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Tuesday, June 15, 2010

Openness: radical new agenda by Neelie Kroes

Neelie Kroes has set out a really quite radical agenda to ensure interoperability in European ICT procurement and regulation, drawing on her experiences in regulating Microsoft and the procedural frustrations she felt in that case. in Speech 10/300 Address at Open Forum Europe 2010 Summit: 'Openness at the heart of the EU Digital Agenda' Brussels, 10th June 2010 she sets out a five-part agenda:

  1. New stand-setting framework at end-2010: “In Europe only ETSI allows these actors to directly participate in the making of standards. One negative result is that the standards underpinning the emerging universal communication platform: the internet and the world wide web - including standards for content formats - are made elsewhere. This puts these standards, many of which are truly open - that is to say they do not come with any constraints for implementers - at a disadvantage vis-à-vis European standards when in legislation or public procurement...[Solving] This could be done via a fast-track approval of their standards through a process hosted by a traditional European standards body such as ETSI, or through the assessment of these bodies' compliance with certain criteria regarding notably openness, consensus, balance and transparency.”
2. “let's face it, establishing FRAND (Fair, Reasonable and Non-Discriminatory) prices is a hard task over which reasonable people often disagree. Transparency is therefore in everyone's interest - the alternatives are not... The Commission has already taken an important step by drafting new guidelines on the application of the Treaty's antitrust rules to horizontal agreements... The draft, which is currently available for public comment, relies on the well-established concepts of non-discrimination, transparency and availability and specifies minimum requirements that distinguish standard-setting from a cartel.”“when the Commission mandates standards bodies to draw up a standard it should have the right to be more demanding on the standardisation process, to ensure that standards are less demanding when it comes to their adoption. We could also think about enticing other standards bodies to adopt such rules, for example by giving their outputs preferential treatment when approving them as European standards. Finally, why not tie the public financing of standards bodies to the existence of good ex-ante rules?”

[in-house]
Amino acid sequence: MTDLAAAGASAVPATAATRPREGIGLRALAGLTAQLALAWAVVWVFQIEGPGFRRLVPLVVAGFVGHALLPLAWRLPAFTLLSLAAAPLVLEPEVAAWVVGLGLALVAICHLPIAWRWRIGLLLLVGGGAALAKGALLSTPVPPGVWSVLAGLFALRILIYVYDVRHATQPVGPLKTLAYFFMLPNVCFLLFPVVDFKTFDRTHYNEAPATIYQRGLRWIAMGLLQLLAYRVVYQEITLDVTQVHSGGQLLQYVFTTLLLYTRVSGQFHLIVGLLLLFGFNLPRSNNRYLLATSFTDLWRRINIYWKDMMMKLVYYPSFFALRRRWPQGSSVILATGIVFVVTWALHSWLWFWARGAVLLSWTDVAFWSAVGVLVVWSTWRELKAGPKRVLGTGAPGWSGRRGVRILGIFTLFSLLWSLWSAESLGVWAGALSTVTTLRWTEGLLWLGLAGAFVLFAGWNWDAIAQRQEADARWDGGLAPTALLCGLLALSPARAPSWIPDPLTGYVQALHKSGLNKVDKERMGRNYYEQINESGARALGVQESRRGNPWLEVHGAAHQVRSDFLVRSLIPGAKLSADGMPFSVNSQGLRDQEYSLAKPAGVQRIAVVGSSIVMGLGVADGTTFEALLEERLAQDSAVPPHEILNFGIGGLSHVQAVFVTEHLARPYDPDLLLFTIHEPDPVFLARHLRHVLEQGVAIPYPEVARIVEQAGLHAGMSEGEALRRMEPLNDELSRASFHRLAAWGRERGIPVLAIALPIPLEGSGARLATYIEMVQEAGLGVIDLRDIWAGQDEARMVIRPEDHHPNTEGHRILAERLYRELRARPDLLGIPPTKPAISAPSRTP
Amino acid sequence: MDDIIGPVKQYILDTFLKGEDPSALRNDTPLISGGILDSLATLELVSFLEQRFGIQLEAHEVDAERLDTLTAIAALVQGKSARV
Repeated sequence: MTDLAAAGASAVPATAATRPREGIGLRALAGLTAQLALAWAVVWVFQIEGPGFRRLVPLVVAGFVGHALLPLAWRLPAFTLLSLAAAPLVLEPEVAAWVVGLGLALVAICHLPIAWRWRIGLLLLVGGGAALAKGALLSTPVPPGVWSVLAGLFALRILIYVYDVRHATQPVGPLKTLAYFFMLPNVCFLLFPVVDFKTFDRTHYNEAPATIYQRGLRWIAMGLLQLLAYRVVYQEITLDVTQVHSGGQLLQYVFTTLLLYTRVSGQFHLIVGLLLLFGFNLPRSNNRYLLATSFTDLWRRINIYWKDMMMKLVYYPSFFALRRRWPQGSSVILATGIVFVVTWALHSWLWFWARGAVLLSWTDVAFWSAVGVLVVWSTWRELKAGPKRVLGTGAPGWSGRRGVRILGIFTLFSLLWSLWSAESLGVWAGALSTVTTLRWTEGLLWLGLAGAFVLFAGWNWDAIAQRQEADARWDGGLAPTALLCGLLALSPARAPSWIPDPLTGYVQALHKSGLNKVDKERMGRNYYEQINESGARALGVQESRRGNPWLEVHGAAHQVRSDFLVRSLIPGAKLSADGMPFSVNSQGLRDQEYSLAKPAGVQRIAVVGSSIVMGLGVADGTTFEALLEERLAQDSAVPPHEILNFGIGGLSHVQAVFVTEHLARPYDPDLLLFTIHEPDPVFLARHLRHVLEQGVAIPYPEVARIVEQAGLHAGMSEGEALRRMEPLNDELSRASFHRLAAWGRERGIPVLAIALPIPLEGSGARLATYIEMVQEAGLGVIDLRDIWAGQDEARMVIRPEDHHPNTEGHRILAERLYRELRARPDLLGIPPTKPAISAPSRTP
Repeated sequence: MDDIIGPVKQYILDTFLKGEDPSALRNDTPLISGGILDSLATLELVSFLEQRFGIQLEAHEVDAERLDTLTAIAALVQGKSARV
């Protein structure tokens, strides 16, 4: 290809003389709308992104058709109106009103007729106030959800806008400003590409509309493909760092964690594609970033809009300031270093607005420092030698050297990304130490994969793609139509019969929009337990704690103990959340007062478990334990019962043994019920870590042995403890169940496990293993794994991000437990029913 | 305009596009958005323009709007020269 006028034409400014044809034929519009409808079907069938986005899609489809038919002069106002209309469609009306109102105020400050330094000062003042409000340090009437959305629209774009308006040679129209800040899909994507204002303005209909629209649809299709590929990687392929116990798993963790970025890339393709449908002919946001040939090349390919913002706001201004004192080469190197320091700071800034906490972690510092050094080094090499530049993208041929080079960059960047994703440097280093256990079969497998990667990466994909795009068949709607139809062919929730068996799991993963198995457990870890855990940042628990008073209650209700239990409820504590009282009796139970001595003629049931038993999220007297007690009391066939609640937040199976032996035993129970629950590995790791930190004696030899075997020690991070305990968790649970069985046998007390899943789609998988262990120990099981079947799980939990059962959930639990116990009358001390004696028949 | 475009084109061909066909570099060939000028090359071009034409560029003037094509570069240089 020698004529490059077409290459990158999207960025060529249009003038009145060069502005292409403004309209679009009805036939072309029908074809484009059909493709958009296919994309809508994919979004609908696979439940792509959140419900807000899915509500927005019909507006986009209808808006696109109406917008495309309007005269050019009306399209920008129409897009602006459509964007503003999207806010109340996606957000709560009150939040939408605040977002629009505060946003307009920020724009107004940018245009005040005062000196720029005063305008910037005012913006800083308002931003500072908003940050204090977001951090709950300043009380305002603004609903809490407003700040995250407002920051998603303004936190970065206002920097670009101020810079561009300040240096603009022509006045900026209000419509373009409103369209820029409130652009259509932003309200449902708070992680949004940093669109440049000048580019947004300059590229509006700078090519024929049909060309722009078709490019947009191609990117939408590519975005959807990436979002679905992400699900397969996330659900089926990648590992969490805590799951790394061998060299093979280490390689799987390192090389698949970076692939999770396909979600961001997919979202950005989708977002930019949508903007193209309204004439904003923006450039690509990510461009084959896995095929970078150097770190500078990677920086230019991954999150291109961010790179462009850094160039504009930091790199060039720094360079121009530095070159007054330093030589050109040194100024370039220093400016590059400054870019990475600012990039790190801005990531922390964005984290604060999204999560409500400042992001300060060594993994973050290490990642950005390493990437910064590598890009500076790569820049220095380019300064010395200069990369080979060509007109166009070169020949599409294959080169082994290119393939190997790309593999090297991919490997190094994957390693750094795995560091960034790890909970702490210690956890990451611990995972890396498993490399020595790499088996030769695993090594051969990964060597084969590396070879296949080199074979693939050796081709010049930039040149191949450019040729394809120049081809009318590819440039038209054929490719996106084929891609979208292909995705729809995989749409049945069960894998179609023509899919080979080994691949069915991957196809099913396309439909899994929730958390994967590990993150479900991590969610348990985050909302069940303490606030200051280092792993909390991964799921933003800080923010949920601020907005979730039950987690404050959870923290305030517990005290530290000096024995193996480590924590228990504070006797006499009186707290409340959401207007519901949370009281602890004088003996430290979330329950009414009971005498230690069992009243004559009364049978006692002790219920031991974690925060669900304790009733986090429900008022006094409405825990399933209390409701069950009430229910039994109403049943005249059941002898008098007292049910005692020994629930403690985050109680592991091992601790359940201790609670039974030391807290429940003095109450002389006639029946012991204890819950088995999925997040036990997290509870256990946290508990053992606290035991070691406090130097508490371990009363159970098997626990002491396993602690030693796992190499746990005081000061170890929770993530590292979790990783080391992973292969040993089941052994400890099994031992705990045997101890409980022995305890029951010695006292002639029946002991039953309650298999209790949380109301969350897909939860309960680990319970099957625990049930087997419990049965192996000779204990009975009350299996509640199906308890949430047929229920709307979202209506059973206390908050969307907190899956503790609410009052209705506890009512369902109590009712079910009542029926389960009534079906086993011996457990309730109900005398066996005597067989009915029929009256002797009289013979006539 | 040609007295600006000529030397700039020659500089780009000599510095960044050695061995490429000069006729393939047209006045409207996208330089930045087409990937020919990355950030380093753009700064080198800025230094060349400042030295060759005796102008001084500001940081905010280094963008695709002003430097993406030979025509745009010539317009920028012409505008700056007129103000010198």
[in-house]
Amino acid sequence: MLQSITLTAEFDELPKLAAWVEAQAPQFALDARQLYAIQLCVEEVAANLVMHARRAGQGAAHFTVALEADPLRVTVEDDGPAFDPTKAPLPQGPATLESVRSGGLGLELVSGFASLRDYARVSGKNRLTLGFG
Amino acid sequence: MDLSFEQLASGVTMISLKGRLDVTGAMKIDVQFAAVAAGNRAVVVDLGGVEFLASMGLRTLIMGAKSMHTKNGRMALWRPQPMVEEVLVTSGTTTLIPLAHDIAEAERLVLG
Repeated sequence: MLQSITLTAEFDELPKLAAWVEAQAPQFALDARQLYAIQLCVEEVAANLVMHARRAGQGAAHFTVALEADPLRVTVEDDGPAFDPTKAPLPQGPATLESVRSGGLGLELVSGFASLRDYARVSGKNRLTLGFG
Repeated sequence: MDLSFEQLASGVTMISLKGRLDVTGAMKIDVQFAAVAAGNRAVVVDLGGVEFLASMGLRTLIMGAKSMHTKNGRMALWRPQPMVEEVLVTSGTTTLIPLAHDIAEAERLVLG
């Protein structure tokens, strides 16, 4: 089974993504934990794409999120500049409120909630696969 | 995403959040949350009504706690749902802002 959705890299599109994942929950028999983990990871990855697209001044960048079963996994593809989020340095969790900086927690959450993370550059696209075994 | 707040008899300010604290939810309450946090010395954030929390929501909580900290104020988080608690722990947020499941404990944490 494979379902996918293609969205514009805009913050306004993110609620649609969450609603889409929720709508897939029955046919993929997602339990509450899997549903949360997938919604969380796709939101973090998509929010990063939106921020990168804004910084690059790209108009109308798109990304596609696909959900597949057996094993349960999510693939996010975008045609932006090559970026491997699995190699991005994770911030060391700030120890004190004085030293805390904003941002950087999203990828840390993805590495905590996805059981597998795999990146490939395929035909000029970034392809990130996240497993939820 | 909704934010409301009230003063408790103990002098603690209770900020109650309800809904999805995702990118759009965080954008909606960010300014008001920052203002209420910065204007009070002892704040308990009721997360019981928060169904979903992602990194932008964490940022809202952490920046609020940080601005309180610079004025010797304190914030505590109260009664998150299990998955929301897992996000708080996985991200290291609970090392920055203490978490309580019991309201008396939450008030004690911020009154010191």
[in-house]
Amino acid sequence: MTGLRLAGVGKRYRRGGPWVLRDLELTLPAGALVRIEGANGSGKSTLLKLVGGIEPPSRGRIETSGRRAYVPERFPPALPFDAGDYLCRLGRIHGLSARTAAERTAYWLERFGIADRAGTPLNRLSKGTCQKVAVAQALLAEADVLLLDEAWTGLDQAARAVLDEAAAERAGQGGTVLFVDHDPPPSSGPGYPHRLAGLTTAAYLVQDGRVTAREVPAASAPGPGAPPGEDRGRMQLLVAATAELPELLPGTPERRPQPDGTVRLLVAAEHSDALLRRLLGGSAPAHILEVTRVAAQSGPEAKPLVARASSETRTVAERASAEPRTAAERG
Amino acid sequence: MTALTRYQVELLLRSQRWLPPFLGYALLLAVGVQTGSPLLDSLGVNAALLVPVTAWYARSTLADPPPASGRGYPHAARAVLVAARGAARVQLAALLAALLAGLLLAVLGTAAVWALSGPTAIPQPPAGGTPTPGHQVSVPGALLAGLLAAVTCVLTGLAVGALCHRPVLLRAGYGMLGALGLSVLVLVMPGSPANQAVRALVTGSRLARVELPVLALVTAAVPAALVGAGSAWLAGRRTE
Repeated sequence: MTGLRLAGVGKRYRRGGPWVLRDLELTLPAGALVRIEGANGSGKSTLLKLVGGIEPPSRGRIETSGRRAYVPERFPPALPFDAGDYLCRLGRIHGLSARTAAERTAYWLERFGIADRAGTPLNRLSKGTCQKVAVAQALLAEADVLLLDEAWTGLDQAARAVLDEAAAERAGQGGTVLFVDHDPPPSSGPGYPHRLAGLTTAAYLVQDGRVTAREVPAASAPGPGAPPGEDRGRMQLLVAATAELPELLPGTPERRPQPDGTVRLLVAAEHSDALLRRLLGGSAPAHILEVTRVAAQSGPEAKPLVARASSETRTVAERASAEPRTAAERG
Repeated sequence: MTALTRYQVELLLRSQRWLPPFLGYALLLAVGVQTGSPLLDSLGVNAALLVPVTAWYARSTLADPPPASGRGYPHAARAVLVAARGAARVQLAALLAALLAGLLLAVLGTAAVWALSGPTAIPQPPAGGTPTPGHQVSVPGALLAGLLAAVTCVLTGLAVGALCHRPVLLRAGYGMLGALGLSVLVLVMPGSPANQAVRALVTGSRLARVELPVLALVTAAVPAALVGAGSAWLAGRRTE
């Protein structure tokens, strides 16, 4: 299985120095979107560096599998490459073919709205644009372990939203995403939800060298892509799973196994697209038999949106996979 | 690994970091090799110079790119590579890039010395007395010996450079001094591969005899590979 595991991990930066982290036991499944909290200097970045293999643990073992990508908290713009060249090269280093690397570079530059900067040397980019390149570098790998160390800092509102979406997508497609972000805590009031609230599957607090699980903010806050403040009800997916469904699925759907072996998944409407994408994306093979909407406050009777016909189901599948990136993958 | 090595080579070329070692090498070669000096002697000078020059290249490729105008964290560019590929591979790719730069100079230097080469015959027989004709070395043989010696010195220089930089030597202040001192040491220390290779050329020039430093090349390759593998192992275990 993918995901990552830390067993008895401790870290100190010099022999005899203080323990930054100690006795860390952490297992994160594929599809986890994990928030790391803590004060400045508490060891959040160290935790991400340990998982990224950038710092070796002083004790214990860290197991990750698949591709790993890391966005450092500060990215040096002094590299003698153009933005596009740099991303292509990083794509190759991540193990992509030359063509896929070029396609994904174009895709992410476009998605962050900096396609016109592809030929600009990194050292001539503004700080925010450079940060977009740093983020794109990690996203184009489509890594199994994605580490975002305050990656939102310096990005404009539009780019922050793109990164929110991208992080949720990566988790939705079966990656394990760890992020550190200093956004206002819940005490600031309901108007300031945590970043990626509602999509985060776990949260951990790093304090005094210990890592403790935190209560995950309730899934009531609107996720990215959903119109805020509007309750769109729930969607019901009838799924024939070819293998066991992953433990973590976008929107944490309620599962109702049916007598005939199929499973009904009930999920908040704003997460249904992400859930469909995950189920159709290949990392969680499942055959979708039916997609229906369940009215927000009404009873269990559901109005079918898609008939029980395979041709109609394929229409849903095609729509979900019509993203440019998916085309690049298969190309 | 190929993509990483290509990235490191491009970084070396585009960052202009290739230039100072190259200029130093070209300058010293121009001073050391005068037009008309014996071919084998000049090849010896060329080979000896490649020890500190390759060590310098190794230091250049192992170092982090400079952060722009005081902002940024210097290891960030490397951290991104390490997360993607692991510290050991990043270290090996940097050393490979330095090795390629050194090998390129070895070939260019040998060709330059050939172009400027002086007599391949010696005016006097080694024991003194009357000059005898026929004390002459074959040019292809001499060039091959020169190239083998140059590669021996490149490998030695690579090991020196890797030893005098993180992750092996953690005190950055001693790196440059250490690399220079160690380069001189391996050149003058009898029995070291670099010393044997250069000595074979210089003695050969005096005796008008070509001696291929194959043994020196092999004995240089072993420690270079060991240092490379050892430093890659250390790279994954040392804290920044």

“We don’t want uniform rules everywhere... Standard-setting for software interoperability is not the same as setting a new standard for, say, digital television or mobile telephony. We should have the right rules in the right contexts...I am convinced that a more visible role for fora and consortia standardisation in Europe will already lead to many improvements here.”
3. “we will draw up detailed guidance on how to analyse a technology buyer's requirements in order to make best use of ICT standards in tender specifications. This is a complex exercise... Many authorities have found themselves unintentionally locked into proprietary technology for decades.” She means lazy procurement or to be more polite, 'inertia sets in'. Or corruption, of course.
4. “I want to put in place a new European Interoperability Framework. This second version of the EIF is foreseen to be adopted at the level of the College of Commissioners, and will therefore rightly be perceived as of a higher status and importance than EIF version 1. Both the Framework and an Interoperability Strategy paper are foreseen for 2010.” It contains a ‘comply or explain’ requirement when governments do not adopt an available open standard, as already applies in the Netherlands.
Most radically: 5. “with my colleagues in the College I will seriously explore all options to ensure that significant market players cannot just choose to deny interoperability with their product. You no doubt remember that I have some experience with reticent high-tech companies: I had to fight hard and for several years until Microsoft began to license missing interoperability information. Complex anti-trust investigations followed by court proceedings are perhaps not the only way to increase interoperability. The Commission should not need to run an epic antitrust case every time software lacks interoperability. Wouldn't it be nice to solve all such problems in one go?... I am looking for a way to ensure companies offer the required information for licensing... Whereas in ex-post investigations we have all sorts of case-specific evidence and economic analysis on which to base our decisions, we are forced to look at more general data and arguments when assessing the impact of ex-ante legislation. Just to be clear, while it is still early days, it is certainly possible that I will go for a legislative proposal.”
This is radical stuff and may take years but is worth the effort!

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